Obama’s real second-term agenda, as outlined in his speeches and other campaign appearances, is protecting the work of his first term. He’ll keep troops out of old war zones. He’ll protect Obamacare from repeal. He’ll keep pushing, and funding, green energy. The critics who (correctly) say Obama doesn’t have a second-term agenda sometimes miss the fact that much of Obama’s argument for re-election is that he needs another term to keep in place the things he has already done.

Put two and two together, and you have an abandonment of the chase for independent voters. Obama’s exhortation to just vote is made to his supporters at rallies–people he knows (or assumes) are in his camp. And that is exactly to whom his issue-based pitch is made. The broad electorate has soured on Obama’s foreign policy, nearly erasing the lead he once had on the subject. And that’s because the country thinks a foreign policy must be about more than just adhering to withdrawal timetables. But that’s what Obama’s left-wing base wanted out of him on foreign policy. And that’s all they got.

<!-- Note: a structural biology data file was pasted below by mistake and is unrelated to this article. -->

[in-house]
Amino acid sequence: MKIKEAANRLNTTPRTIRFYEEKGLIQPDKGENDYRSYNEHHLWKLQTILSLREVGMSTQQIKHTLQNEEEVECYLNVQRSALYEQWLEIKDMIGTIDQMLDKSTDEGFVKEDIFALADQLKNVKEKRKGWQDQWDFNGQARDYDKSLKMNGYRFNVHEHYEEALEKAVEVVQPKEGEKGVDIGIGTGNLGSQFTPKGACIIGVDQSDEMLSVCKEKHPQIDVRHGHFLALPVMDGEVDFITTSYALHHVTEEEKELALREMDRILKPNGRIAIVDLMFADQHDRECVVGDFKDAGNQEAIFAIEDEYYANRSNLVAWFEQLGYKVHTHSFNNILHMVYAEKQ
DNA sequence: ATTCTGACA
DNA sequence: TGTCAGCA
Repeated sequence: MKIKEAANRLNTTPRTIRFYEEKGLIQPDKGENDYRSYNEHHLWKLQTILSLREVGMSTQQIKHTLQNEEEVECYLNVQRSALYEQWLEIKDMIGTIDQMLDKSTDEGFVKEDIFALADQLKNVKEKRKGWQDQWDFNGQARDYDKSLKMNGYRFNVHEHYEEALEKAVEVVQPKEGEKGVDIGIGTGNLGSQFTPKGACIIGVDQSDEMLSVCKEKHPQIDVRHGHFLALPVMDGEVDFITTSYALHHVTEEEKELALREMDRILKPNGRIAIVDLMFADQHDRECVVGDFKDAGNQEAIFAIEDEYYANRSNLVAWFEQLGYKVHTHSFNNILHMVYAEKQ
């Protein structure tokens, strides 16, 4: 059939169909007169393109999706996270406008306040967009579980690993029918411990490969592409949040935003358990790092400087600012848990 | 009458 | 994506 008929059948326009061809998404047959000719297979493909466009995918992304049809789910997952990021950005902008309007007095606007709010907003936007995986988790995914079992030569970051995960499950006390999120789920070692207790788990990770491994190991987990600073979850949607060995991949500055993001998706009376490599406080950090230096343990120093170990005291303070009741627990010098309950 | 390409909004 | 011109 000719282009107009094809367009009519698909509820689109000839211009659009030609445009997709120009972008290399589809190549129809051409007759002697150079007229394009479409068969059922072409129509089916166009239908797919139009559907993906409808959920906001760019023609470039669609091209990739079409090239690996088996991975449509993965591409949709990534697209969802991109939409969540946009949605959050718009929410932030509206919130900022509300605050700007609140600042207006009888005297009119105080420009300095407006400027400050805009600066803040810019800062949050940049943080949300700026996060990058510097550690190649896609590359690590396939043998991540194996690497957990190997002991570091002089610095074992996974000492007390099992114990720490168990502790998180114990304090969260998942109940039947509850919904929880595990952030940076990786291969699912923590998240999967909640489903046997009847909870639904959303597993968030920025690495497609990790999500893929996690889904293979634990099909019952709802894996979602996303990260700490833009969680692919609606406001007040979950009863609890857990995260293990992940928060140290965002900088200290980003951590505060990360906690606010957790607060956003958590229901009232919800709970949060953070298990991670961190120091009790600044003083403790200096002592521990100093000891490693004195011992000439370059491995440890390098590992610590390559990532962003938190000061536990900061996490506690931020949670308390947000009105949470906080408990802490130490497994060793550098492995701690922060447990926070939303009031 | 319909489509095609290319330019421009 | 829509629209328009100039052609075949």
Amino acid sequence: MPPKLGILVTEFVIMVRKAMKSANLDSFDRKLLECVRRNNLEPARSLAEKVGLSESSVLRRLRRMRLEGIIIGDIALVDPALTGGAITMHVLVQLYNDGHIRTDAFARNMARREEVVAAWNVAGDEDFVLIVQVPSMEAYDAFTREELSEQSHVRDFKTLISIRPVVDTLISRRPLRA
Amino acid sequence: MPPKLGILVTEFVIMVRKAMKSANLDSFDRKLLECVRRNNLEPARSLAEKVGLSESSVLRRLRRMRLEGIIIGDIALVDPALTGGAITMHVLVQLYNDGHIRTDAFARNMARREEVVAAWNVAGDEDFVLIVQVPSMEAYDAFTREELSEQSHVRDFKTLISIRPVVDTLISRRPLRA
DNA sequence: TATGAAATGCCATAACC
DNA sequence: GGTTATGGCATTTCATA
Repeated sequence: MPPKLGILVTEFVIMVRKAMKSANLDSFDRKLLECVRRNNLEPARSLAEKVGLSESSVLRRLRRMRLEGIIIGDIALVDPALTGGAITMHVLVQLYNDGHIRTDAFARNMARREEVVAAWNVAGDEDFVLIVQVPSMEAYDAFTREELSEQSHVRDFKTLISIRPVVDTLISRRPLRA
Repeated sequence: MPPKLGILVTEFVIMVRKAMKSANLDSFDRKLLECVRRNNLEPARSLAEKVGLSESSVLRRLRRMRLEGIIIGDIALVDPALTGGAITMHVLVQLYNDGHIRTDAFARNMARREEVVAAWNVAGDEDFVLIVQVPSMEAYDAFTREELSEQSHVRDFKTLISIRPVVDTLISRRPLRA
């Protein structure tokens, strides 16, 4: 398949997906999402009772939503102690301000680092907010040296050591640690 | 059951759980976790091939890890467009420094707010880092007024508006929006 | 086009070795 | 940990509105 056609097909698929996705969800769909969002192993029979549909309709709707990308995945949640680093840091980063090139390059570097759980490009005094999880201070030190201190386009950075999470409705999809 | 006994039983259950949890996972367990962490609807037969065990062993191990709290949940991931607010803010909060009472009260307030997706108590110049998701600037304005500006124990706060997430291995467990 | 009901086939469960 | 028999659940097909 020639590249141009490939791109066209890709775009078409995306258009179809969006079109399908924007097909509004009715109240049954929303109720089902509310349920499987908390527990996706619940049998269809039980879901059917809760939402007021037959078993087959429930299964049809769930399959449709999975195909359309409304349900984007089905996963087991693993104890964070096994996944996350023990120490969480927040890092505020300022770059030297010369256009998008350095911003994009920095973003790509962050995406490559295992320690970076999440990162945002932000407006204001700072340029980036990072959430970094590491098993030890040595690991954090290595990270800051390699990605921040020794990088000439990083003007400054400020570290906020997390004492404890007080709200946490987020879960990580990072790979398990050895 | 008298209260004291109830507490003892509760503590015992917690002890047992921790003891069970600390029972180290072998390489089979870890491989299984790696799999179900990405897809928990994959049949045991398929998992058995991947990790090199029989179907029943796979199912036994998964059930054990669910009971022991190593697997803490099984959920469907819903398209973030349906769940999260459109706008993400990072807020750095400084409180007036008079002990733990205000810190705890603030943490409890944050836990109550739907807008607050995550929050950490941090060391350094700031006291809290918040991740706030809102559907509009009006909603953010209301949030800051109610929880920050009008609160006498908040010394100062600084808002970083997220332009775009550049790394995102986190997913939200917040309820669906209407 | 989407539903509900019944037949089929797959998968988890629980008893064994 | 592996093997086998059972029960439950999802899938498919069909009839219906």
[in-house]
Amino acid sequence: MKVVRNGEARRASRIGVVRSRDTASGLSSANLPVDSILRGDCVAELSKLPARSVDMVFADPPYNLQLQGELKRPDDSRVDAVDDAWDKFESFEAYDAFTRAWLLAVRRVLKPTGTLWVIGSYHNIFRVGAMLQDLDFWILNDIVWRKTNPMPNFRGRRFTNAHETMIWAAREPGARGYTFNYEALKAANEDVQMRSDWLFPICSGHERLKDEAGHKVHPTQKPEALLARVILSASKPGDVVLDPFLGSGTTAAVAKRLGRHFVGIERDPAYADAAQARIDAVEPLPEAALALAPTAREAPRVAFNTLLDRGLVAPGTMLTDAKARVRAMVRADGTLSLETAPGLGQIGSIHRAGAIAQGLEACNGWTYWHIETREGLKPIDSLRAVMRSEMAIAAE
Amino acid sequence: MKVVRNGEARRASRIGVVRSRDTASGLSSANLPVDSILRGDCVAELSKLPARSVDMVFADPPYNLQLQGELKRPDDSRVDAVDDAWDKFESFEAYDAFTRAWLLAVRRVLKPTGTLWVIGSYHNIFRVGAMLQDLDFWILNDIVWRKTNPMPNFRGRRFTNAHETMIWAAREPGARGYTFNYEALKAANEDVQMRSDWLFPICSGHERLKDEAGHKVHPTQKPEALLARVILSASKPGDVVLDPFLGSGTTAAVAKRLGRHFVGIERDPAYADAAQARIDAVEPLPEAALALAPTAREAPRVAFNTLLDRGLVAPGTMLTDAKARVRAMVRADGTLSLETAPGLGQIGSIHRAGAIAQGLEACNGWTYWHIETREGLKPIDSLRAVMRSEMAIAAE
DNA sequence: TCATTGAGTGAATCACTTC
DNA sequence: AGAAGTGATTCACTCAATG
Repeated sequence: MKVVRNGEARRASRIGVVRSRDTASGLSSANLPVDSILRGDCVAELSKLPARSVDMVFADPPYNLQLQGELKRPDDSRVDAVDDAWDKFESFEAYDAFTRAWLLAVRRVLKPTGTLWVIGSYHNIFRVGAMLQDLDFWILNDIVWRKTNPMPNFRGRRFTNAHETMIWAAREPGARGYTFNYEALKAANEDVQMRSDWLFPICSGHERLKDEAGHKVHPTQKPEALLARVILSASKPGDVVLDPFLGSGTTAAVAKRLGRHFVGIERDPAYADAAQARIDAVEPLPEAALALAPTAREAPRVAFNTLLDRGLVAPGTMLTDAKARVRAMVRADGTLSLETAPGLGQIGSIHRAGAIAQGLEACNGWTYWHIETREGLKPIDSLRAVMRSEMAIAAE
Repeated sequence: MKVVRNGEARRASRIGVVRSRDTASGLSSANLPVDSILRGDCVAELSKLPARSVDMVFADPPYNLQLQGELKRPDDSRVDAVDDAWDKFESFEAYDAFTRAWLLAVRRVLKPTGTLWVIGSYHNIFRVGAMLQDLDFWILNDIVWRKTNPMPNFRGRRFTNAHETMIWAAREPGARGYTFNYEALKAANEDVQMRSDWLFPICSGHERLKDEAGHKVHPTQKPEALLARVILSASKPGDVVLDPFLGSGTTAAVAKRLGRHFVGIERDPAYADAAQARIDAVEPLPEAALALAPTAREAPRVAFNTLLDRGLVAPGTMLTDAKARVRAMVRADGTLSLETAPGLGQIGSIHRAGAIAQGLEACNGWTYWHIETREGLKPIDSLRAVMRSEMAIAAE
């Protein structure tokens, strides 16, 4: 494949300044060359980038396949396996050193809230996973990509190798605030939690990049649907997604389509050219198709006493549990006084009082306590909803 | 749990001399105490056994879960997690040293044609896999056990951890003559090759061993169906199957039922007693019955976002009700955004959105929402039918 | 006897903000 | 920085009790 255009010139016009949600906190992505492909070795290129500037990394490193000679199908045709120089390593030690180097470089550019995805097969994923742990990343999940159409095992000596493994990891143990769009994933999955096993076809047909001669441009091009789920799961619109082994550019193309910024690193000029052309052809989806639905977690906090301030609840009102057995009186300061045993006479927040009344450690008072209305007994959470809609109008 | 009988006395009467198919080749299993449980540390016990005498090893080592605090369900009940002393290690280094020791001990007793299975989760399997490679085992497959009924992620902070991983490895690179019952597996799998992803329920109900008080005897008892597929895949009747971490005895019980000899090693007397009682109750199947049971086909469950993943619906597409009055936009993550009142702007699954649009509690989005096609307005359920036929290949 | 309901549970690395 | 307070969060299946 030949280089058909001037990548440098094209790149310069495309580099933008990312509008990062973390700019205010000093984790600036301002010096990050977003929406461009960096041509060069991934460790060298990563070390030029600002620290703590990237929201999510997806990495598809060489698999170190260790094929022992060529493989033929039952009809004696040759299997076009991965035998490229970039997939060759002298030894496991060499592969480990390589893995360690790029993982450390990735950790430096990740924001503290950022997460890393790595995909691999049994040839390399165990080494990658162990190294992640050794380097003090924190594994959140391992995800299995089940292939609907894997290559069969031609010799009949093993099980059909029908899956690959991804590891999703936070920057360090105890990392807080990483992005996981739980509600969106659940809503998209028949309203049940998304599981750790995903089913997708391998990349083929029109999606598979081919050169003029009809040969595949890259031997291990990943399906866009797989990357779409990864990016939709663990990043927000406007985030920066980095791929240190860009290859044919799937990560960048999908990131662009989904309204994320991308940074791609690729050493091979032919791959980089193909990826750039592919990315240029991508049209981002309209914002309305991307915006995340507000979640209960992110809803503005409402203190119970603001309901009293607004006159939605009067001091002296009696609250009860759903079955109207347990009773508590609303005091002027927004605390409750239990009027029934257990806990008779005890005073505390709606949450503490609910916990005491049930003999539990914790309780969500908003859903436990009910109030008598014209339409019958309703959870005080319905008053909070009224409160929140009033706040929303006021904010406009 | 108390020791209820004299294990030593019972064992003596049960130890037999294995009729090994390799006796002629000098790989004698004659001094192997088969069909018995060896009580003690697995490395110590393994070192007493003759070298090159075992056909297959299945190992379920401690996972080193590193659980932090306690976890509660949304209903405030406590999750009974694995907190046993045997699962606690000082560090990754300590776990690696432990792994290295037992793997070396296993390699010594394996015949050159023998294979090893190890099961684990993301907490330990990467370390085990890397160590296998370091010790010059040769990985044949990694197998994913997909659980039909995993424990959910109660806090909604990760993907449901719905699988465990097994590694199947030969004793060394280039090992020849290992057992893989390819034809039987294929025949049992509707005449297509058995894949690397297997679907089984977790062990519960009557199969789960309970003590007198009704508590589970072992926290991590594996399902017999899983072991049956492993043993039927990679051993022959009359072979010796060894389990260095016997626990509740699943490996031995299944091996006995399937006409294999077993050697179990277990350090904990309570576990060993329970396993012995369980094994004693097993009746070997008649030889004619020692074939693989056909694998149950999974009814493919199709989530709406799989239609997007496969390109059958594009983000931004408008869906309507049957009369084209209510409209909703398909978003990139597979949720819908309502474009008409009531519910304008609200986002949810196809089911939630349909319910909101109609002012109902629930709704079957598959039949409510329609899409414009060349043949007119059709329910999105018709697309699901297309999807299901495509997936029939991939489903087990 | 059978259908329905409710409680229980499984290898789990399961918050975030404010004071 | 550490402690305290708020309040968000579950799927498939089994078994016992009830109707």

His base wants Obamacare, but independents don’t. (Nor do many Democrats.) And the green energy mix of crony capitalism and bad investments, as in the case of Solyndra, and opposition to the Keystone pipeline, which would bring jobs in a time of high unemployment and oil at a time of high gas prices, is not pragmatic policymaking. It’s just another sop to the base.

But will all that even inspire his reliable supporters? He’s asking for a vote of appreciation, not a vote of confidence. He did what he came here to do, he’s saying, and he intends to rest on his laurels and sit on his hands in a second term. The Times story closes with the words of an Obama supporter in New Hampshire that perfectly sum up the president’s predicament:

“People aren’t fighting for Obama as outwardly as the last time,” she said.